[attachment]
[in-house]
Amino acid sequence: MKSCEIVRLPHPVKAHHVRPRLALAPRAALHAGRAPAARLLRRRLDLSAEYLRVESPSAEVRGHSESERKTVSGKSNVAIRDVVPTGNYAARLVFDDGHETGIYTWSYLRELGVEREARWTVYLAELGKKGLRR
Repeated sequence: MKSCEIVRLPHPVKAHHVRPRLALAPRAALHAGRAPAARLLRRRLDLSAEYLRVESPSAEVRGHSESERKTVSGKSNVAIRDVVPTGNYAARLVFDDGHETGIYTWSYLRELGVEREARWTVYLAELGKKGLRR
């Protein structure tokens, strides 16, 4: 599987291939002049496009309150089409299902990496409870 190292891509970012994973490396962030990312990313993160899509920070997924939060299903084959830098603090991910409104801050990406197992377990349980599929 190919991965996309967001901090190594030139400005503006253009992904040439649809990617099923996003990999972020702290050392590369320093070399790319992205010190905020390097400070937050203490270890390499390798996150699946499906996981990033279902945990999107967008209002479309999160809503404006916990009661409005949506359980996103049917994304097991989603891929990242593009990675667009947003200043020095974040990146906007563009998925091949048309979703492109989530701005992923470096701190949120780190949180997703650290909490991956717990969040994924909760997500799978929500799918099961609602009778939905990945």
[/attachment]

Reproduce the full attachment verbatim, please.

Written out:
[in-house]
Amino acid sequence: MKSCEIVRLPHPVKAHHVRPRLALAPRAALHAGRAPAARLLRRRLDLSAEYLRVESPSAEVRGHSESERKTVSGKSNVAIRDVVPTGNYAARLVFDDGHETGIYTWSYLRELGVEREARWTVYLAELGKKGLRR
Repeated sequence: MKSCEIVRLPHPVKAHHVRPRLALAPRAALHAGRAPAARLLRRRLDLSAEYLRVESPSAEVRGHSESERKTVSGKSNVAIRDVVPTGNYAARLVFDDGHETGIYTWSYLRELGVEREARWTVYLAELGKKGLRR
């Protein structure tokens, strides 16, 4: 599987291939002049496009309150089409299902990496409870 190292891509970012994973490396962030990312990313993160899509920070997924939060299903084959830098603090991910409104801050990406197992377990349980599929 190919991965996309967001901090190594030139400005503006253009992904040439649809990617099923996003990999972020702290050392590369320093070399790319992205010190905020390097400070937050203490270890390499390798996150699946499906996981990033279902945990999107967008209002479309999160809503404006916990009661409005949506359980996103049917994304097991989603891929990242593009990675667009947003200043020095974040990146906007563009998925091949048309979703492109989530701005992923470096701190949120780190949180997703650290909490991956717990969040994924909760997500799978929500799918099961609602009778939905990945």